Feeds

Boeing knocks back Dreamliner first flight

Further delay for troubled programme

Choosing a cloud hosting partner with confidence

Boeing today announced that the first flight of its 787 Dreamliner will not now take place until "around the end of the second quarter" of 2008 - a roughly three month delay which will see the first aircraft delivered "in early 2009, rather than late 2008".

The company late last year rescheduled the 787 programme in the face of "significant supply chain wrinkles", having already announced a six month knock-back after claiming it could deliver the first example to All-Nippon Airways by May 2008 following a compressed flight test schedule.

Of the latest delay, president and CEO of Boeing Commercial Airplanes Scott Carson said: "The fundamental design and technologies of the 787 remain sound. However, we continue to be challenged by start-up issues in our factory and in our extended global supply-chain."

Carson added that "while solid progress has been made on the assembly of Airplane #1, the rate at which jobs are being completed has not improved sufficiently to maintain the current schedule".

He elaborated: "Our revised schedule is based upon updated assessments from the 787 management team of the progress we have made and the lessons we have learned to date. This includes our experience on the factory floor completing production work on the airplane that was originally intended to be done by our suppliers."

Boeing says it will over the next few weeks "be working with its customers and suppliers to assess the specific impacts of the schedule change on the 787's flight test program and entry into service".

Carson concluded: "We are deeply disappointed by what this delay means for our customers, and we are committed to working closely with them as we assess the impact on our delivery schedules." ®

Secure remote control for conventional and virtual desktops

More from The Register

next story
GRAV WAVE DRAMA: 'Big Bang echo' may have been grit on the scanner – boffins
Exit Planet Dust on faster-than-light expansion of universe
Mine Bitcoins with PENCIL and PAPER
Forget Sudoku, crunch SHA-256 algos
SpaceX Dragon cargo truck flies 3D printer to ISS: Clawdown in 3, 2...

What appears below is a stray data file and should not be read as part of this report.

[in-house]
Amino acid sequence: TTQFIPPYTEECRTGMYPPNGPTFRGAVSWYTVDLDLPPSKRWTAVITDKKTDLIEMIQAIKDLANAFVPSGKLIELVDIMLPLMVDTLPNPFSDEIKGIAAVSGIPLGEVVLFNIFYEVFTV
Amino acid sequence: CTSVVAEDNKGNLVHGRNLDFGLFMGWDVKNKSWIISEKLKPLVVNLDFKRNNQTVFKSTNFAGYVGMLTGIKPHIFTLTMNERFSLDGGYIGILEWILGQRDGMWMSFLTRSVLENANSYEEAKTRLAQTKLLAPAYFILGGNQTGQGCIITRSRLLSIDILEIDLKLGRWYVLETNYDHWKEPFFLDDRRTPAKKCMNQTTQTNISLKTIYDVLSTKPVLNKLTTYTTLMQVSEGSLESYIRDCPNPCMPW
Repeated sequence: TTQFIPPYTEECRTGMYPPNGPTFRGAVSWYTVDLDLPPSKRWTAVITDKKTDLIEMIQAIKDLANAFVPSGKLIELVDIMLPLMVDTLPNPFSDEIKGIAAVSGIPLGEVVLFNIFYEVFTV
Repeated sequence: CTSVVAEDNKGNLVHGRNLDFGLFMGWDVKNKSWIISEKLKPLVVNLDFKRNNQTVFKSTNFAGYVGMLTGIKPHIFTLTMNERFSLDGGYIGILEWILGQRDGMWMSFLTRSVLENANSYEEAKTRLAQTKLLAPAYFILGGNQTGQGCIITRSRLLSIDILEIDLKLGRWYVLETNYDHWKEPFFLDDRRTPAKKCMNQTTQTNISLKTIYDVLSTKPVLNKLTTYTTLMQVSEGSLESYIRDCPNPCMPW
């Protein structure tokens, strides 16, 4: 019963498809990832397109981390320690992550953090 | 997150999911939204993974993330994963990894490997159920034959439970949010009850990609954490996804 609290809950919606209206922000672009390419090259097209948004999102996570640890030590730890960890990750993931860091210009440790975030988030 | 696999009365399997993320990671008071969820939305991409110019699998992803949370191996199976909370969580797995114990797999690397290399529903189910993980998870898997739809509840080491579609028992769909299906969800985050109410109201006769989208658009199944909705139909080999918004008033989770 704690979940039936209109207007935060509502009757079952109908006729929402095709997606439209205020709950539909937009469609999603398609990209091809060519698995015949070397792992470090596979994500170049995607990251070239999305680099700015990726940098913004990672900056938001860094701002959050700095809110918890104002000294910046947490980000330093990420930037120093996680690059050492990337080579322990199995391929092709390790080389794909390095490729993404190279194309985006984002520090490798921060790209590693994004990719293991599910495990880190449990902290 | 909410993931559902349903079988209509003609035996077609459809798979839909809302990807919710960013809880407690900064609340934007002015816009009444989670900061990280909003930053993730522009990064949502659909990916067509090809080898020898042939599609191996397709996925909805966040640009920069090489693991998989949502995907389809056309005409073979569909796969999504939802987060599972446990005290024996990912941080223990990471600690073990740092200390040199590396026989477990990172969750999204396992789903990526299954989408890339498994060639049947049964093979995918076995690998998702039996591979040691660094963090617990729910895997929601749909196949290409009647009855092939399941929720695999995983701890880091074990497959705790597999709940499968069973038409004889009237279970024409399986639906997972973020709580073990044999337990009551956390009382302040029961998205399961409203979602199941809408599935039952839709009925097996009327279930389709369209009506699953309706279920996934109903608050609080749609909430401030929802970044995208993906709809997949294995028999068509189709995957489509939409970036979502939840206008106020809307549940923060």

Craft berths at space station with supplies, experiments, toys
'This BITE MARK is a SMOKING GUN': Boffins probe ancient assault
Tooth embedded in thigh bone may tell who pulled the trigger
DOLPHINS SMELL MAGNETS – did we hear that right, boffins?
Xavier's School for Gifted Magnetotaceans
Big dinosaur wowed females with its ENORMOUS HOOTER
That's right, Doris, I've got biggest snout in the prehistoric world
Japanese volcano eruption reportedly leaves 31 people presumed dead
Hopes fade of finding survivors on Mount Ontake
That glass of water you just drank? It was OLDER than the SUN
One MEELLION years older. Some of it anyway
Canberra drone team dances a samba in Outback Challenge
CSIRO's 'missing bushwalker' found and watered
NASA rover Curiosity drills HOLE in MARS 'GOLF COURSE'
Joins 'traffic light' and perfect stony sphere on the Red Planet
prev story

Whitepapers

Forging a new future with identity relationship management
Learn about ForgeRock's next generation IRM platform and how it is designed to empower CEOS's and enterprises to engage with consumers.
Storage capacity and performance optimization at Mizuno USA
Mizuno USA turn to Tegile storage technology to solve both their SAN and backup issues.
The next step in data security
With recent increased privacy concerns and computers becoming more powerful, the chance of hackers being able to crack smaller-sized RSA keys increases.
Security for virtualized datacentres
Legacy security solutions are inefficient due to the architectural differences between physical and virtual environments.
A strategic approach to identity relationship management
ForgeRock commissioned Forrester to evaluate companies’ IAM practices and requirements when it comes to customer-facing scenarios versus employee-facing ones.